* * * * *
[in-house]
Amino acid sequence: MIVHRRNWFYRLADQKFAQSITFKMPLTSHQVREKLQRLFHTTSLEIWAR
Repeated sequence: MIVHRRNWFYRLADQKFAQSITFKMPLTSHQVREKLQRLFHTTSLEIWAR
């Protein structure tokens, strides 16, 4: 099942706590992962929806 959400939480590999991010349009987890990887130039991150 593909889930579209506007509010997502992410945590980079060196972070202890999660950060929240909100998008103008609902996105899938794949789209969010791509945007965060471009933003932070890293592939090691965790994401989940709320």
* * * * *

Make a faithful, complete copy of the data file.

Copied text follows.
[in-house]
Amino acid sequence: MIVHRRNWFYRLADQKFAQSITFKMPLTSHQVREKLQRLFHTTSLEIWAR
Repeated sequence: MIVHRRNWFYRLADQKFAQSITFKMPLTSHQVREKLQRLFHTTSLEIWAR
């Protein structure tokens, strides 16, 4: 099942706590992962929806 959400939480590999991010349009987890990887130039991150 593909889930579209506007509010997502992410945590980079060196972070202890999660950060929240909100998008103008609902996105899938794949789209969010791509945007965060471009933003932070890293592939090691965790994401989940709320």